Presentation on theme: "Financing and Diffusion of Substance Abuse Treatment Cynthia L. Arfken, Ph.D. Wayne State University Sheryl Pimlott Kubiak, Ph.D. Michigan State University."— Presentation transcript:
Financing and Diffusion of Substance Abuse Treatment Cynthia L. Arfken, Ph.D. Wayne State University Sheryl Pimlott Kubiak, Ph.D. Michigan State University
Background “Essential to understanding the financing of substance abuse services are the substantial changes by both public and private payers in the methods of paying providers, altering the way substance abuse services are delivered” (Horgan & Merrick, 2001 – emphasis added) Resource Dependency Theory (Pfeffer & Salancik, 1978) procurement of external resources essential to organizations and they will respond to those demands other theories posit organizations constantly negotiating, interacting with changing environment consisting of multiple competing interests.
In the providers’ words… “Our treatment philosophy is almost entirely dictated by economics.” “It’s wise to not only have a funding source coming from one direction but from other directions as well. So if you lose one aspect, you at least have one or two others.” “Funding is critical. What we’re trying to do is diversify.”
Hypothesis Funding source and volatility influence the adoption of services and treatment by substance abuse treatment programs
Mixed Case Approach 35 community-based treatment programs within one state (hold constant state-level regulations) Oversampling for programs funded by Department of Corrections Questionnaires and qualitative interviews with executive directors, clinical directors, and clinical supervisors.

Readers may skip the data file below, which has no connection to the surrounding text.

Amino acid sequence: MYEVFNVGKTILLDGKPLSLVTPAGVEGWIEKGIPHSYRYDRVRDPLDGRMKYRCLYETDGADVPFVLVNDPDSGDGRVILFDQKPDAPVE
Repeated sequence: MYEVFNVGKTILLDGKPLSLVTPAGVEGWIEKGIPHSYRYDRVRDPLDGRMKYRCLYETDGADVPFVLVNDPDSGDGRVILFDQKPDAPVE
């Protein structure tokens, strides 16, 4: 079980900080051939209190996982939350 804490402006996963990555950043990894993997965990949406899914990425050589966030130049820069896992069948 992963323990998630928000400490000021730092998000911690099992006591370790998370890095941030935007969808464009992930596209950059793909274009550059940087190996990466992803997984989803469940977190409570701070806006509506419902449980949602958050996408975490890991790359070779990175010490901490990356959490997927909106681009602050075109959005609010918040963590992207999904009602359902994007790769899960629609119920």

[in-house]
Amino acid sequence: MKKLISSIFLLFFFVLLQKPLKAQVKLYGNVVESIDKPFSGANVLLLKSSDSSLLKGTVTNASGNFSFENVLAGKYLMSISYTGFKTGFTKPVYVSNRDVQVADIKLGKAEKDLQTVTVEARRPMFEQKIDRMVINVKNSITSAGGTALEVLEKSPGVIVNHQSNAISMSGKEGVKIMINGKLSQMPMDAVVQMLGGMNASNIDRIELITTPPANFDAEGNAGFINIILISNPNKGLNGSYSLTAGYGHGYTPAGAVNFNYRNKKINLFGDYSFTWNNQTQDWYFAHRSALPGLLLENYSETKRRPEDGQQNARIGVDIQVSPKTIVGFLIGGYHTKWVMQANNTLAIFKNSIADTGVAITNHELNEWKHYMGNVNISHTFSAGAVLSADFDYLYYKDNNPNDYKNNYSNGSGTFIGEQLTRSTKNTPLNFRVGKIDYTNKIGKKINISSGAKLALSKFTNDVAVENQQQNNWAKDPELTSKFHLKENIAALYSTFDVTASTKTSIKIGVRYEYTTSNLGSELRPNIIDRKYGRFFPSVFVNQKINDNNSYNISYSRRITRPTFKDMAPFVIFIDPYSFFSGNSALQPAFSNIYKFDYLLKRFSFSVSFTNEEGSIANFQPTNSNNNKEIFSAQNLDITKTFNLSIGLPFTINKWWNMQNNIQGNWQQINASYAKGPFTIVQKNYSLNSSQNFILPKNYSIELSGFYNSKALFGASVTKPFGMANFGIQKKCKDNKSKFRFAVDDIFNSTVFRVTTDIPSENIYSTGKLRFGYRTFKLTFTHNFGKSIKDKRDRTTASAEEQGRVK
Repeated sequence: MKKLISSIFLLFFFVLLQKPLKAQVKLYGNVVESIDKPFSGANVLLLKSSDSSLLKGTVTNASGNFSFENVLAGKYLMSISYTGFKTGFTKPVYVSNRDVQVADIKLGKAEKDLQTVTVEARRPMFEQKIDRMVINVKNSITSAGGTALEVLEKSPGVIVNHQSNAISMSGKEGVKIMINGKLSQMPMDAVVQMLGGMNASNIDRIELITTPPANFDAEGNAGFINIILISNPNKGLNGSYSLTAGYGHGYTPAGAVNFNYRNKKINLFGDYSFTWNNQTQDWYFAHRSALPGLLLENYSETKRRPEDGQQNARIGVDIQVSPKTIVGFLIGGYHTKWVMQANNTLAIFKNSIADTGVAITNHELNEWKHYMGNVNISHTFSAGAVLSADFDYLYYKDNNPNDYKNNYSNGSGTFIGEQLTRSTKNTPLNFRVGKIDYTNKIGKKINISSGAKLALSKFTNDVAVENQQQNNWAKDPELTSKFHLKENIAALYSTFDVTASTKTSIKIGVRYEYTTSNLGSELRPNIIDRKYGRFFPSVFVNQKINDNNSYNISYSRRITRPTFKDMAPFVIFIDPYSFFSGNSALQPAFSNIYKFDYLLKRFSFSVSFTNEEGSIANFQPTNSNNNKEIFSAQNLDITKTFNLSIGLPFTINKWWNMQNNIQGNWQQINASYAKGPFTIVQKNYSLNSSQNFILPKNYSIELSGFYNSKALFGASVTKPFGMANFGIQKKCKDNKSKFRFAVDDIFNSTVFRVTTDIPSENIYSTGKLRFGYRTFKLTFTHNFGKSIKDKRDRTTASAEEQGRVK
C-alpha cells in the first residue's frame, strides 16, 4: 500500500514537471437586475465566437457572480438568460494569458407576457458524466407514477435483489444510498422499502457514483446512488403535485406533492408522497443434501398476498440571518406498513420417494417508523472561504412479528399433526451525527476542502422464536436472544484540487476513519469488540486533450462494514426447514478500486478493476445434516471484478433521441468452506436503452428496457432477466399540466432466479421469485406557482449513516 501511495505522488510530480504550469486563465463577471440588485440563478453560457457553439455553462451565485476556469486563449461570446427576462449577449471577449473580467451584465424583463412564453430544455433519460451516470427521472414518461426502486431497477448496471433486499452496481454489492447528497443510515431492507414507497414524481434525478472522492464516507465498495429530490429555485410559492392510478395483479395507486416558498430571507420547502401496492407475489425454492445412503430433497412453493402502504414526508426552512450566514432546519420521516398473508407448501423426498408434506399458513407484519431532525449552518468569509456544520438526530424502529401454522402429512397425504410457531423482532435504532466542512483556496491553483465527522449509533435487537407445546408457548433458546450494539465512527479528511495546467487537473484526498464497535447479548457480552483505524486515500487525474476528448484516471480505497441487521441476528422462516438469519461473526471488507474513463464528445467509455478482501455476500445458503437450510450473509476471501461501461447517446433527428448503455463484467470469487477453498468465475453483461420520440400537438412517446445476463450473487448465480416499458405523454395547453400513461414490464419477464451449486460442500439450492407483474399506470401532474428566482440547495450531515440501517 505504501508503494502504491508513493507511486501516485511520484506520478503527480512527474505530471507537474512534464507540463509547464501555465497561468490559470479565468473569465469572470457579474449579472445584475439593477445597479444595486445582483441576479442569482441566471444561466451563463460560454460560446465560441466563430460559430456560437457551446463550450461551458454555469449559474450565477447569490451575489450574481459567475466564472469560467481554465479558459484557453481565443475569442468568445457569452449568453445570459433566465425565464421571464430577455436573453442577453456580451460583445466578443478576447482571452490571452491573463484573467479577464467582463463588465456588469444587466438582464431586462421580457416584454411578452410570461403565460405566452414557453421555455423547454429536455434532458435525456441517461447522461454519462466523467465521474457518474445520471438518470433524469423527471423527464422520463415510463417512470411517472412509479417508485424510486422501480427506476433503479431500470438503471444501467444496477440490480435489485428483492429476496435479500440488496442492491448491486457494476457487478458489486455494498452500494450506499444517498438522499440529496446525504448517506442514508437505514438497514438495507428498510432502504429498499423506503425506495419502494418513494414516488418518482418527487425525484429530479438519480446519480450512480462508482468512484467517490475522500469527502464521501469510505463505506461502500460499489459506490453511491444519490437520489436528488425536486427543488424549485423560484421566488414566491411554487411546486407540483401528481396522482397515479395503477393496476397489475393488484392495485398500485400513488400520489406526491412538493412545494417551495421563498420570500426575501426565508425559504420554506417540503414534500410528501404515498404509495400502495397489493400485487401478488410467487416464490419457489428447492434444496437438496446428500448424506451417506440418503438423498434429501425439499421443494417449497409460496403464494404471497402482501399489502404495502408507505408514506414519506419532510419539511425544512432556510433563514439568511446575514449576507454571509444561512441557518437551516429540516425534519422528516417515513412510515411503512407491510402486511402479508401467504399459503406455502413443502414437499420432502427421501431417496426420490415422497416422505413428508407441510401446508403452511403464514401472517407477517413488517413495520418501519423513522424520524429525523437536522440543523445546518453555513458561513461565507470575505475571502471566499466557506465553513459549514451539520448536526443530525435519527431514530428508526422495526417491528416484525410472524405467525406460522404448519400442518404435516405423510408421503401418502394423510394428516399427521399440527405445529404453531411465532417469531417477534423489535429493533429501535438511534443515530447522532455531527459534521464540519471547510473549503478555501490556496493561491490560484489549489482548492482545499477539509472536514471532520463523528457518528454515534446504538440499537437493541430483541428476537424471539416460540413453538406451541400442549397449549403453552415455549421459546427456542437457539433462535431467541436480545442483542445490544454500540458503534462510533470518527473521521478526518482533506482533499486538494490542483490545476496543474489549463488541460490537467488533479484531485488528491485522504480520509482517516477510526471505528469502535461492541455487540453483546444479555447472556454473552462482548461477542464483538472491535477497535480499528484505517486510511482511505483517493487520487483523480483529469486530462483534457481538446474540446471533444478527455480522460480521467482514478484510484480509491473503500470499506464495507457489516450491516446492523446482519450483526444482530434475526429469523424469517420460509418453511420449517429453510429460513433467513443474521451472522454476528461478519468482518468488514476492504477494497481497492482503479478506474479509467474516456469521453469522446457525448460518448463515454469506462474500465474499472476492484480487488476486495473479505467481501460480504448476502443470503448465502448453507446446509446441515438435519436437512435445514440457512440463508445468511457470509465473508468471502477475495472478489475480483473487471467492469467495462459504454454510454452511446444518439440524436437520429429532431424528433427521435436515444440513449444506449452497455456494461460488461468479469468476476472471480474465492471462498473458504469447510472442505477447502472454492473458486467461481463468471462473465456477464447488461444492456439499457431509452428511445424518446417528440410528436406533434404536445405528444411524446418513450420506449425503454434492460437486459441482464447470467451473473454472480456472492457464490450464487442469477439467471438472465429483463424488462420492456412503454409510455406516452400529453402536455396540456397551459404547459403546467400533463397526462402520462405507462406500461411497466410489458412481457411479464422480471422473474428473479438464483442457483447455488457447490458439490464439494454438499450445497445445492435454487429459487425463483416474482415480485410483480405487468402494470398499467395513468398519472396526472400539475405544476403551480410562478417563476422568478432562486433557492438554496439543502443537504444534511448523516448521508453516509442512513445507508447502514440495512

Categories of Funders “Which funding source do you consider the most important source?” Public (n=17) Private (n=10) Criminal Justice (n=7) 16 receive some CJ funding Excluded one program with 100% funded by charity
Excluded program “I can run my organization with six people and have a caseload of six clients per counselor. That gives us a lot of latitude to do extra work...”
“Anything you had to do that you didn’t want to do because of funding restrictions?” 86% of programs who experienced an overall funding decrease in the last 5 years had to do something they didn’t want to. 60% of programs who did not experience an overall funding decrease had to do something they didn’t want to.
What they did - “Restrict services” “Decreased support services, decreased length of stay, have supervisors work more hours, and not give raises for three years.” “We are doing a hell of a lot more groups.” We’ve reorganized the system completely. We’ve reviewed every positive [component]. We’ve trimmed off everything.”
What they did - more responses “Forced to do more group education than therapy.” “Lay-offs” “Discharge clients earlier than we’d like to.” “Terminate clients.” “Compromises in hiring—get people I wouldn’t normally hire.”
Provision of specific evidence- based practices by major funder
Provider’s perspective on treatment “Half the guys have been shot or lost someone to a shooting, and it really impacts their thinking and behavior but you can’t address that.” (CJ program) “We know what effective treatment is but [funder] has us in a situation - you can treat everyone, but you can’t use empirically validated treatment.” (Public program)
Services provided – where private funders diverge
Private program perspectives “Certain insurances don’t think of it as an ongoing problem; they think of it like an accident – like a car accident.” “The insurance company [name] says they don’t qualify because they quit drinking already - they don’t need therapy…so I might need to give a mental health diagnosis…”
Services provided – where public funders diverge
Conclusions Results suggest that funders whether public, private or criminal justice, play an important role in structure and provision of services and treatment. Funding levels also affect services
Implications Training clinicians to perform services may be ineffective unless funders support the services Example of program where education was eliminated from budget “Now I go online or read magazines that staff bring to me, magazines they find important…We have had to get creative…Overall, we got slick.”
Acknowledgements NIDA (R01 DA-014483) and the state of Michigan (Joe Young, Sr.) Alison Spork, Elizabeth Agius, and Damon Drown
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